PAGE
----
Well, I did it. I hit 1,000 followers on Twitter. Just me and my words.
So, here’s a few more words. A brand new story from Pittsburgh.
Watering eyes glued to the television, reading the curves of the digital road, Dean’s jaw felt about to dislocate when he yawned. The short snores announcing that Rick had passed out in his recliner nearly yanked out a second one. “What time is it?”
Matty’s voice came out absent and distracted from the far side of the couch. “After midnight.”
Dean blinked, trying to focus on the blurry pixilated cars on the screen. “When did it get so late?”
“After the second beer. You couldn’t drive for an hour.”
Dean snorted a laugh as he set down his controller on the scuffed coffee table, not at all concerned with winning anymore. “It was one beer.”
Matty paused the race, eyes serious, face concerned. “It was two, and you only had to wait one hour, not three.”
Ask him out.
Dean stared into those big brown eyes, froze, swallowed, and finally found his voice. “I know this great pizza place–”
“Pizza?” Matty blew his hair off his nose and settled back on the arm on the rose-covered upholstery, one black-painted fingernail idly tracing a crack on the wall, the very picture of indolent relaxation, as always. “Nah, man. You need something more… East Coast.”
“Really?” Laughter bubbled up. “What’s more east coast than pizza?”
Matty’s words came out simple and complete, though his eyes stuck to the ceiling. “Loaded fries.”
“I don’t want to know.”
“French fries, garlic salt, bacon, and tons of cheese.” A tight smile curled up Matty’s face. It wasn’t his normal self-satisfied smirk, but it highlighted the thin, pointed features that had haunted Dean for the last month, ever since he discovered the man naked and bleeding in that basement.
Dean’s mouth dried, and he covered his cracking voice with another yawn. “I save your life and you try to give me a heart attack in return.”
Long, thin fingers raked through black hair, bringing out the blue shimmer. “One plate of fat and grease won’t kill you.”
Dean nodded absently, still entranced by the man’s simplest actions. “It does sound good.”
Please don’t let that have sounded as dirty as it felt.
“Then next time you come over I’ll make some for you.” Matty stood up and stretched, thin arms pulling his shirt tight across his back. “But you have work, right?”
“Next time, loaded fries, absolutely.” Oh, sweet baby Jesus, there would be a next time. “And yes, I do have a client to meet in a few hours.” A sudden disappointment settled over Dean as he realized that, somehow, Matty had managed to talk him out of a date. Again.
Maybe I should take a hint… but he did invite me over again, so…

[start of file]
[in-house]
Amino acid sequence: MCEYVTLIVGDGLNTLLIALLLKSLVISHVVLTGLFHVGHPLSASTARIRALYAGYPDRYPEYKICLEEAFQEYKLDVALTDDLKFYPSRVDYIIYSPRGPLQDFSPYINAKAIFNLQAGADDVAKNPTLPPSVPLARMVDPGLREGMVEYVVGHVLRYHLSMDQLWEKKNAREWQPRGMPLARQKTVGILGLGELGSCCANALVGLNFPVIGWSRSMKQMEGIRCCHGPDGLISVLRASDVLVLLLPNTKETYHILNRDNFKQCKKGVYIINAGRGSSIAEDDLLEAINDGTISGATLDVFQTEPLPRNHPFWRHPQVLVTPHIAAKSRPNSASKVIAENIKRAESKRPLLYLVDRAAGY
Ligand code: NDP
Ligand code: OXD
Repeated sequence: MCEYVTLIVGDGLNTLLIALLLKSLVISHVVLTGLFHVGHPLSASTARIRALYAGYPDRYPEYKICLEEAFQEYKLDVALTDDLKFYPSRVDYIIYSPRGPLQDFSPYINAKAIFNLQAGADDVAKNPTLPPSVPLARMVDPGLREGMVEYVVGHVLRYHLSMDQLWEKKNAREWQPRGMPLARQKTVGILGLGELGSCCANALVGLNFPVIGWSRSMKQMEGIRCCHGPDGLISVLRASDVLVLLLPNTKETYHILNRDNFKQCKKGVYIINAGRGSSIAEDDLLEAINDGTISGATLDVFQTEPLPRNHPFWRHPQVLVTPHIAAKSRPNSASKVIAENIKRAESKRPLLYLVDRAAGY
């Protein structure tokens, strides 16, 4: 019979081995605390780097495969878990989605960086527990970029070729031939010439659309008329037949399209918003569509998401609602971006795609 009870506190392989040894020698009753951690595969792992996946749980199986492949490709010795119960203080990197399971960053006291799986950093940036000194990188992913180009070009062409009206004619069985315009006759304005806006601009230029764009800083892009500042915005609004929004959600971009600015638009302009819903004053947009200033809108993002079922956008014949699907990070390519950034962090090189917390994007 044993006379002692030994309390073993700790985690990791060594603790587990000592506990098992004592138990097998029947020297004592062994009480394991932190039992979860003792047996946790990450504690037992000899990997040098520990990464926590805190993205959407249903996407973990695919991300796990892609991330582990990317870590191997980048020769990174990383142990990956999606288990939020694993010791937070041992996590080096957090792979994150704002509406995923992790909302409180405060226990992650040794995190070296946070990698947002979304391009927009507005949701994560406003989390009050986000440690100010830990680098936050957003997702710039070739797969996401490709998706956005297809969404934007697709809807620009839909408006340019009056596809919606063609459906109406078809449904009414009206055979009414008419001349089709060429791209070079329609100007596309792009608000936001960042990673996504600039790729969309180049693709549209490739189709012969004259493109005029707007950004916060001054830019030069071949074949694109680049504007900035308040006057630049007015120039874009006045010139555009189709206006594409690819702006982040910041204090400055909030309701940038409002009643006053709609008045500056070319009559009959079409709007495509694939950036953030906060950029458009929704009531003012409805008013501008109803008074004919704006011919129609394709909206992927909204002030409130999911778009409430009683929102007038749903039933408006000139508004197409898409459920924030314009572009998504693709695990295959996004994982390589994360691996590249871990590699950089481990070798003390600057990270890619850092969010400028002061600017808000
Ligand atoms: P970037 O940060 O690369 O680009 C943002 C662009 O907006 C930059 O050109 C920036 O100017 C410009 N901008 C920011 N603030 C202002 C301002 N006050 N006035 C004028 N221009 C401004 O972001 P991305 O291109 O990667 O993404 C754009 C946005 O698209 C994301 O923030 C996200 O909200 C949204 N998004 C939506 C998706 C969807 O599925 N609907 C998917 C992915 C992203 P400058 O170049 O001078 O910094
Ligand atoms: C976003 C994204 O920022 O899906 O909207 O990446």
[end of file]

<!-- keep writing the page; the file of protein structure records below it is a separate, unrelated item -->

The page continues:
Matty held out a hand, eyes dark and intense. “Thanks for coming over. I mean it. You did more than enough… I mean you literally saved me. I never really expected…”
Dean took it, savoring the soft, warm skin. Thin, nearly skeleton fingers, but the grip was strong and sure. A strange but intriguing mixture of opposites, so like the man himself. Matty pulled him to his feet, and Dean couldn’t bring himself to step away or let go.
For a heartbeat they stood, saying nothing, hands still pressed together. Then Matty gave the same tight grin, jammed his hands in his pockets, and sauntered toward the front hallway. “You can crash upstairs if you want. Sam finally finished the second floor. Maybe now we can get to the living room. Of course, we have to get Rick to stop passing out in his chair first.”
Take the hint, Stanton.
“Nah, I’m good. You don’t get far in my profession if you can’t take late hours.”
Matty looked him over. It wasn’t Dean’s imagination. Yet there wasn’t anything in body language or his eyes. Matty might as well be reading a book. Then, finally, that thin face broke into Matty’s real smile, all-knowing and asking you to laugh with him. “Good to know.” He opened the front door.
“Goodnight.” There was nothing left to do but leave, so Dean walked out.
“Night, man.” Behind him Matty’s voice quivered, thick and full of some emotion. “And seriously, thanks for coming over.”
Dean had to swallow to speak, and he was sure Matty heard the effort. “Of course. I told you, I wasn’t going anywhere.” The heavy silence behind him seemed to hold something. As if Matty was just about to speak. Then the door clicked shut behind him and the bolt slid into place. Dean sighed and headed for his car.
When the red taillights of Dean’s car faded into the night, Matty’s knees finally gave out. His head slammed into the door, and he hit the hard, wooden floor, boneless.
“Shit! You okay?” Rick appeared beside him, concern etched in the wrinkle between his sleep encrusted eyes.
Matty rubbed at his aching forehead. “Yeah, I just…”
Matty shrugged, then let his mouth run. Rick had seen him in worse states. “Kinda. Not really. I think it’s more the lack of sleep than anything.”
“Or the lack of food.” Warm, strong hands lifted him easily from the floor and set him on his feet. “Mina’s worried.”
Matty forced his hands into his pocket. He had painted his nails that morning to stop gnawing at them, but right now he knew wouldn’t resist if he saw one. “So am I.”
Rick wrapped a strong arm around him and headed down the dark and dusty hall towards the kitchen.
And my basement.
Matty leaned into his Speaker and best friend, letting the big man carry some of his weight. “Your silence is ominous.”